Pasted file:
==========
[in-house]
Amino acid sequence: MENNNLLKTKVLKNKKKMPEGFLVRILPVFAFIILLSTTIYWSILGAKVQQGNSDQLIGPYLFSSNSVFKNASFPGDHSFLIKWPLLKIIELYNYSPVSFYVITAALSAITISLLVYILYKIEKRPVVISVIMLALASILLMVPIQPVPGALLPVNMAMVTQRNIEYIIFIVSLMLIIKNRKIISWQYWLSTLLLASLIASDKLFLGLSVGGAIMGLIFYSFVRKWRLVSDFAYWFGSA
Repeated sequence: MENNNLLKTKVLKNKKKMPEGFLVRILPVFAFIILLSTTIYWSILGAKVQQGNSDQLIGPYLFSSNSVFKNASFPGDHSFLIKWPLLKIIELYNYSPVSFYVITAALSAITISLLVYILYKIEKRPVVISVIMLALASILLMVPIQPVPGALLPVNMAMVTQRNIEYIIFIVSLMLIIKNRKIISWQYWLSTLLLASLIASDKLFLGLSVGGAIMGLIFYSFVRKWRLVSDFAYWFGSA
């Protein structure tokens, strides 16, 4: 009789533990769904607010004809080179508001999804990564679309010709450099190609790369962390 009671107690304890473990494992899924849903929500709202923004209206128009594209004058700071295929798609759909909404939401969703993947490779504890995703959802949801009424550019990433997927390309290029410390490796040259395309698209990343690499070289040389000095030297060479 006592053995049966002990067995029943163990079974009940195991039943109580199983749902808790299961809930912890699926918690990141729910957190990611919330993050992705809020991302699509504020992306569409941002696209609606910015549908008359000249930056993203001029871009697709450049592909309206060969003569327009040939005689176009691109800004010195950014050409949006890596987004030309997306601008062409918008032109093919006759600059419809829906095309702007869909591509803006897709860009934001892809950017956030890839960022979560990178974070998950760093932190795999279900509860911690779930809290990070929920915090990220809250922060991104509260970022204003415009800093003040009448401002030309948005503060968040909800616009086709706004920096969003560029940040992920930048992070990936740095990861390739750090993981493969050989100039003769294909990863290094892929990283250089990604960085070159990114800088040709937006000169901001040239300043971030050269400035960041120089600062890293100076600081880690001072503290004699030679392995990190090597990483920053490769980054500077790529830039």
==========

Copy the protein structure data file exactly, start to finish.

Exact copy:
[in-house]
Amino acid sequence: MENNNLLKTKVLKNKKKMPEGFLVRILPVFAFIILLSTTIYWSILGAKVQQGNSDQLIGPYLFSSNSVFKNASFPGDHSFLIKWPLLKIIELYNYSPVSFYVITAALSAITISLLVYILYKIEKRPVVISVIMLALASILLMVPIQPVPGALLPVNMAMVTQRNIEYIIFIVSLMLIIKNRKIISWQYWLSTLLLASLIASDKLFLGLSVGGAIMGLIFYSFVRKWRLVSDFAYWFGSA
Repeated sequence: MENNNLLKTKVLKNKKKMPEGFLVRILPVFAFIILLSTTIYWSILGAKVQQGNSDQLIGPYLFSSNSVFKNASFPGDHSFLIKWPLLKIIELYNYSPVSFYVITAALSAITISLLVYILYKIEKRPVVISVIMLALASILLMVPIQPVPGALLPVNMAMVTQRNIEYIIFIVSLMLIIKNRKIISWQYWLSTLLLASLIASDKLFLGLSVGGAIMGLIFYSFVRKWRLVSDFAYWFGSA
């Protein structure tokens, strides 16, 4: 009789533990769904607010004809080179508001999804990564679309010709450099190609790369962390 009671107690304890473990494992899924849903929500709202923004209206128009594209004058700071295929798609759909909404939401969703993947490779504890995703959802949801009424550019990433997927390309290029410390490796040259395309698209990343690499070289040389000095030297060479 006592053995049966002990067995029943163990079974009940195991039943109580199983749902808790299961809930912890699926918690990141729910957190990611919330993050992705809020991302699509504020992306569409941002696209609606910015549908008359000249930056993203001029871009697709450049592909309206060969003569327009040939005689176009691109800004010195950014050409949006890596987004030309997306601008062409918008032109093919006759600059419809829906095309702007869909591509803006897709860009934001892809950017956030890839960022979560990178974070998950760093932190795999279900509860911690779930809290990070929920915090990220809250922060991104509260970022204003415009800093003040009448401002030309948005503060968040909800616009086709706004920096969003560029940040992920930048992070990936740095990861390739750090993981493969050989100039003769294909990863290094892929990283250089990604960085070159990114800088040709937006000169901001040239300043971030050269400035960041120089600062890293100076600081880690001072503290004699030679392995990190090597990483920053490769980054500077790529830039």